When we lived in Tauranga we use to see trains all the time mostly carrying forestry logs which travel all over the country. KiwiRail is owned by Shareholding Ministers of the Crown for over 150 years the railways in NZ have connected our communities, delivered products and people and showed off our amazing scenery.
According to Wikipedia their main freight routes are:
- Auckland - Christchurch: domestic general freight, mostly via 10', 20' and 40' containers and curtain-siders or box wagons.
- Auckland - Tauranga: Containerized and bulk export products
- Kinleith/Murapara - Mount Maunganui: wood products only
- Midland Line: Bulk export coal from north of Westport and Reefton, coal containers for Fonterra, dry and wet milk between Westland Dairy plants at Hokitika and Rolleston, export dry milk from Fonterra at Darfield.
- Edendale - Taieri - Port Chalmers: export milk powder in containers.
- Wairio - Invercargill: solely coal in containers for Fonterra use.
- Invercargill - Bluff: run as a 'shunt', sole freight is exports to Southport.
I did find some information on the Tauranga Historical Society blog which says that the first reference for a railway to Tauranga was made in January 1873 when it was suggested that a line from Cambridge to Tauranga be built, but this was not favourably received at the time.
In March 1879 it was proposed that any railway to be built should be between Tauranga and Rotorua. The Government couldn’t find the money to carry out this work so The Tauranga and Hot Lakes and East Coast District was formed in 1882 to construct the line. A struggle to raise the capital continued until 1887 without result.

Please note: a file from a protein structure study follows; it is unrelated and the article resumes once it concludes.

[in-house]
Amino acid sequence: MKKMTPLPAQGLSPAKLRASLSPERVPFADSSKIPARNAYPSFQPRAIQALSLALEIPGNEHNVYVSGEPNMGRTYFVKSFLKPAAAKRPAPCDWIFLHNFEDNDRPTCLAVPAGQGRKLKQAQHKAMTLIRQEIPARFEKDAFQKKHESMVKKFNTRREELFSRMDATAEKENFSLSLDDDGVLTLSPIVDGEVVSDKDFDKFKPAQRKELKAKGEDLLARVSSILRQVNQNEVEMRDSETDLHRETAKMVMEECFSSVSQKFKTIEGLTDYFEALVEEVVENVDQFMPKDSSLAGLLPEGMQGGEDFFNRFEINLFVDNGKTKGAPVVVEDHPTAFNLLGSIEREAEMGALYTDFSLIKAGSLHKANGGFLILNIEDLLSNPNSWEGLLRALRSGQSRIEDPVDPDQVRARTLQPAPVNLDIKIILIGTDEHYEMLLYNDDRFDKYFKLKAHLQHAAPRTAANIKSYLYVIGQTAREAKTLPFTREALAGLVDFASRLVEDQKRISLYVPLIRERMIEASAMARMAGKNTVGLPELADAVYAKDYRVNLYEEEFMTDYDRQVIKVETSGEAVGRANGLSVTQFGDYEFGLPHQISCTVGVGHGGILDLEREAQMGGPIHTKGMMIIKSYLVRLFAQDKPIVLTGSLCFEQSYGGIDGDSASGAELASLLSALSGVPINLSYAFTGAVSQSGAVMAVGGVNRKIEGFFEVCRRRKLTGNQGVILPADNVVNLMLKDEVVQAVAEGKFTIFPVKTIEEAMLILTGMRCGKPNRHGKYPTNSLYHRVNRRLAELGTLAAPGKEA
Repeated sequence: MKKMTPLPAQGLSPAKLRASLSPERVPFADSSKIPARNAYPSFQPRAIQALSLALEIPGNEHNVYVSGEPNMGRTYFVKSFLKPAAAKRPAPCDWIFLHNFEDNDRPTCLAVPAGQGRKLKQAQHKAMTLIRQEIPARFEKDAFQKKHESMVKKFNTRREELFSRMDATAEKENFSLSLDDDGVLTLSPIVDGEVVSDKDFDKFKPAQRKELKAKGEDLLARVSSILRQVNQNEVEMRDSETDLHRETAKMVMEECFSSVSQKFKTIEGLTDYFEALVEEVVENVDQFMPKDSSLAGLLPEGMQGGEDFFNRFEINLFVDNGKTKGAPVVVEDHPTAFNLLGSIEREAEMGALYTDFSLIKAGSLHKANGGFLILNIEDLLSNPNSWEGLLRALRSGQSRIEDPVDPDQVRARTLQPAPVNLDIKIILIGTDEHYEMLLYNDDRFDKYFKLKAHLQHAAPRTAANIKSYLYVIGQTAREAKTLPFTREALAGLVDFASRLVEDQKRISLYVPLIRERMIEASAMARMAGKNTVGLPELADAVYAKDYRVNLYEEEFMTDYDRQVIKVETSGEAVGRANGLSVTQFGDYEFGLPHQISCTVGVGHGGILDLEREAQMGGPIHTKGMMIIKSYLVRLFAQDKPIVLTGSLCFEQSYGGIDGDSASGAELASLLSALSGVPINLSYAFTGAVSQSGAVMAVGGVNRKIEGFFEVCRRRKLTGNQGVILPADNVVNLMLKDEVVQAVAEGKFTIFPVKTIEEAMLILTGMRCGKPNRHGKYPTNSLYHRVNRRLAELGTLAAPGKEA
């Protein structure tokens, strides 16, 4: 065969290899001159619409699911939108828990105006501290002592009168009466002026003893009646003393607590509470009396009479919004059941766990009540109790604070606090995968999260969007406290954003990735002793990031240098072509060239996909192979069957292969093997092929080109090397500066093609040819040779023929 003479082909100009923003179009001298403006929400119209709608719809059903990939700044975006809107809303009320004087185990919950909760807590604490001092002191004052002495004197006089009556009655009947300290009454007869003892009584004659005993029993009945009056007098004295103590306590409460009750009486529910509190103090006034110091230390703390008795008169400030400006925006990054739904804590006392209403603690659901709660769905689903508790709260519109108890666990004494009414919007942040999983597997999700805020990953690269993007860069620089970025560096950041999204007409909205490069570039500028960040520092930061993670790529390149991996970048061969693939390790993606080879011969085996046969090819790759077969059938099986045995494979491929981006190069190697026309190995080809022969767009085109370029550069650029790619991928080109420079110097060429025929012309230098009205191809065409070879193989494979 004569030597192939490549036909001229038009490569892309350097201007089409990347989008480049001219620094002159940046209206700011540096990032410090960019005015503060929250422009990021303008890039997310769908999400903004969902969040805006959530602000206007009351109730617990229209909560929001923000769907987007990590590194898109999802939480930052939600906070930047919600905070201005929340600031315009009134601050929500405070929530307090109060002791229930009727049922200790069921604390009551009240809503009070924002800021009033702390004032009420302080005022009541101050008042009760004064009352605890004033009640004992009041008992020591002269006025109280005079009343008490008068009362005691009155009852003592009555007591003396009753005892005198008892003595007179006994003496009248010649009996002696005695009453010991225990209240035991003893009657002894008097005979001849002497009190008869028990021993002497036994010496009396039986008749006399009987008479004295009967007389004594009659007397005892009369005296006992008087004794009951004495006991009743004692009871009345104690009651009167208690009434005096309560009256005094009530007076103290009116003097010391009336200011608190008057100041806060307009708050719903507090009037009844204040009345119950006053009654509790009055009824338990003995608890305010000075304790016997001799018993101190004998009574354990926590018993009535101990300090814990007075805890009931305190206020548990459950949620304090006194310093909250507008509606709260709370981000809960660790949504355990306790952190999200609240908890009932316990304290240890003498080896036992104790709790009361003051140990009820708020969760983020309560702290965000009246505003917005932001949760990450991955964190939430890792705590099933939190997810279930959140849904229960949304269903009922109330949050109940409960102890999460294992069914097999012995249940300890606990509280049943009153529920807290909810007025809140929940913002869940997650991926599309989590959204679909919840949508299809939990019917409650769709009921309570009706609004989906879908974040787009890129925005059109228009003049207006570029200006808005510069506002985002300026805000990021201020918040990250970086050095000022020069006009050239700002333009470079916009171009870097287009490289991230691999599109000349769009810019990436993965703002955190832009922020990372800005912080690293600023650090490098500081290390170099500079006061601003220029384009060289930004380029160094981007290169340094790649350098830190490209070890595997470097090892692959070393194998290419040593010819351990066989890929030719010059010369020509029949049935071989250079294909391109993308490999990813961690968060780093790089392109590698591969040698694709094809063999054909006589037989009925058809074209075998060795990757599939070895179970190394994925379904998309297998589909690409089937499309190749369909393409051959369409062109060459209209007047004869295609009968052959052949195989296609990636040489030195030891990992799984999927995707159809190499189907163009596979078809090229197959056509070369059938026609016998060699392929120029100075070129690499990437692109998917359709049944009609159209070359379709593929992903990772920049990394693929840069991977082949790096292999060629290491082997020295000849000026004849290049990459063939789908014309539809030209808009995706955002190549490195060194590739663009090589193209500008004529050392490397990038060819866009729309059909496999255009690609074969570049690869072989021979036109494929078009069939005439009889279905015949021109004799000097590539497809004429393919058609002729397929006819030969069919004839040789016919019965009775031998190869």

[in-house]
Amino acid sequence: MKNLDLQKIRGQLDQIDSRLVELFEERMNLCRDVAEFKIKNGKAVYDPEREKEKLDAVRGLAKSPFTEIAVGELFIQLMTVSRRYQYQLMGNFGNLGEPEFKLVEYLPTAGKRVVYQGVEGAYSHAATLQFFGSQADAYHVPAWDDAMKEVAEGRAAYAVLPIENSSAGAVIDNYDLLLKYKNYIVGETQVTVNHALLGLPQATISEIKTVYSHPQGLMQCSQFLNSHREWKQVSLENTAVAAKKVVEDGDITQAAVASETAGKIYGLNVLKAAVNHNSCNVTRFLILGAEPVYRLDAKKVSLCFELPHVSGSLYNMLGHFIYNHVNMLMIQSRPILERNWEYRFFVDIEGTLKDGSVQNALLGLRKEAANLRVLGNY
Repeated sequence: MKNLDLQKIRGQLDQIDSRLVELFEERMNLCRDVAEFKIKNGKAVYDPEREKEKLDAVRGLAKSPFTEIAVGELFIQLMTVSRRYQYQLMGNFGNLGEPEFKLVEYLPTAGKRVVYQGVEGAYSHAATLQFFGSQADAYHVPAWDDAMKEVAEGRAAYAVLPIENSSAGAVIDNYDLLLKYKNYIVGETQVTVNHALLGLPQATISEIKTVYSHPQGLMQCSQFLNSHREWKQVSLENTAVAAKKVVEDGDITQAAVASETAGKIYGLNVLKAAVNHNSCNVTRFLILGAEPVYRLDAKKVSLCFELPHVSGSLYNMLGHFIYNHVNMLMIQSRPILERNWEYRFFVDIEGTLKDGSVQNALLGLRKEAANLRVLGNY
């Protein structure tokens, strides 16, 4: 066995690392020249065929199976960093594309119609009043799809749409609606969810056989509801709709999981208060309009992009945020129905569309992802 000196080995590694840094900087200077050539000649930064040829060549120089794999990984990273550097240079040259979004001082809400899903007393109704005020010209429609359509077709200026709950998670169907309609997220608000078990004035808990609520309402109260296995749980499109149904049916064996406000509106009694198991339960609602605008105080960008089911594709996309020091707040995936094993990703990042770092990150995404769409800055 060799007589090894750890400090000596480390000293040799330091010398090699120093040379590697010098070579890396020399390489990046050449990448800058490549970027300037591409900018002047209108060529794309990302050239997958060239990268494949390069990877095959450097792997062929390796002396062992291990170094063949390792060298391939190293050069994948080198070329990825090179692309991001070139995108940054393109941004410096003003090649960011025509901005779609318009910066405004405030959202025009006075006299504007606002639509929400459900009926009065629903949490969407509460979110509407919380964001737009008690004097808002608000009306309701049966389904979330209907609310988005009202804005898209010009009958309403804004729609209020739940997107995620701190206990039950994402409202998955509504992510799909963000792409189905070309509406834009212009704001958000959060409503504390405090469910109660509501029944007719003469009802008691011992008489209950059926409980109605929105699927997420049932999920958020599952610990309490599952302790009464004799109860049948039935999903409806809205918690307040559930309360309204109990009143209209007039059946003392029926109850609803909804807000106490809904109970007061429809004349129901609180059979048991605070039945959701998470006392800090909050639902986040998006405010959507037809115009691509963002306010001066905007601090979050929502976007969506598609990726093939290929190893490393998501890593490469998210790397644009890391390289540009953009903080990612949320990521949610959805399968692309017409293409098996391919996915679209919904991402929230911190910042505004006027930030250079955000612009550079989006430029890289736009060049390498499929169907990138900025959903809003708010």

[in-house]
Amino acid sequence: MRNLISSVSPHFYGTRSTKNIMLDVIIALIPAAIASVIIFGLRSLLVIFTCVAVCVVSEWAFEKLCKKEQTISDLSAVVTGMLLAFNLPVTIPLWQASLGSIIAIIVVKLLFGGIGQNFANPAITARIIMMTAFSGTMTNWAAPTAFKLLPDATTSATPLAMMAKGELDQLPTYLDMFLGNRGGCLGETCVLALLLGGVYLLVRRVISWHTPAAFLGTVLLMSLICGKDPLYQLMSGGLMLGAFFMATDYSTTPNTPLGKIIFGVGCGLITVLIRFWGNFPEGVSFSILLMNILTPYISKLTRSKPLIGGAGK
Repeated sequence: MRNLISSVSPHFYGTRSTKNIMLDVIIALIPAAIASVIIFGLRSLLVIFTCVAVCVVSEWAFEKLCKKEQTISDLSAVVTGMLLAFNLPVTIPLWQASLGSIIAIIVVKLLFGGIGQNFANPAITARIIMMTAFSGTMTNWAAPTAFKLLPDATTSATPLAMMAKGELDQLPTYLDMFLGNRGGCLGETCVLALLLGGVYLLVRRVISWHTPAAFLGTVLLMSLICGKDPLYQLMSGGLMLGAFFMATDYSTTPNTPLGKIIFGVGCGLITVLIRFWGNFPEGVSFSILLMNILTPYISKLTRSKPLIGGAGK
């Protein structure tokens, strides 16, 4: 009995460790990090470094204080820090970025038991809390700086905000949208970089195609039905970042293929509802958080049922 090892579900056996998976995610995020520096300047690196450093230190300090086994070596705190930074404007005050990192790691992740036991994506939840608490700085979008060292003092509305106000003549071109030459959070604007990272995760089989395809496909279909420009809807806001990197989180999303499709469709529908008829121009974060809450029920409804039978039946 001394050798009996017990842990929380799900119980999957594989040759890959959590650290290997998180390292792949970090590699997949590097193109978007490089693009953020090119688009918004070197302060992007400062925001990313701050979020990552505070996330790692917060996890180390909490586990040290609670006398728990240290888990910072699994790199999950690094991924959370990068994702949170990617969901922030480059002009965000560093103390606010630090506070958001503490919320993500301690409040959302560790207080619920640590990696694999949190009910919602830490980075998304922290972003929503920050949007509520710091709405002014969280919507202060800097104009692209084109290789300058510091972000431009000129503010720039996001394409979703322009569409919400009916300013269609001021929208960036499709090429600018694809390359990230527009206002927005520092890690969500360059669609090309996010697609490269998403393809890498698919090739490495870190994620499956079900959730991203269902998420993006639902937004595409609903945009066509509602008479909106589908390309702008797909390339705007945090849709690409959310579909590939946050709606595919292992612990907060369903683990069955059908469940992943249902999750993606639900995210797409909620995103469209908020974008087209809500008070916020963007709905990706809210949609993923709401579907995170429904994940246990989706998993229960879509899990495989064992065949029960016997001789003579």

By 1905 the railway from Hamilton reached Waihi and interest was shown in a possible route to Tauranga via Waihi. In 1904 a survey was made from Waihi to Katikati and by December 1908 had reached Tauranga. In March 1912 Sir Joseph Ward, the Prime Minister, turned the first sod on the Waihi-Tauranga line. In 1910 the Government decided to use Mount Maunganui as the headquarters for the construction of the East Coast railway. The first sod was turned by the Minister of Public Works 12 April 1910. The first scheduled trains began running from Mount Maunganui to Te Puke on 10 October 1913.
Today only freight trains rumble along the Strand and over the bridge on their way to the port at Mt. Maunganui. The last passenger train to run in Tauranga was at the Jazz festival in 2009.
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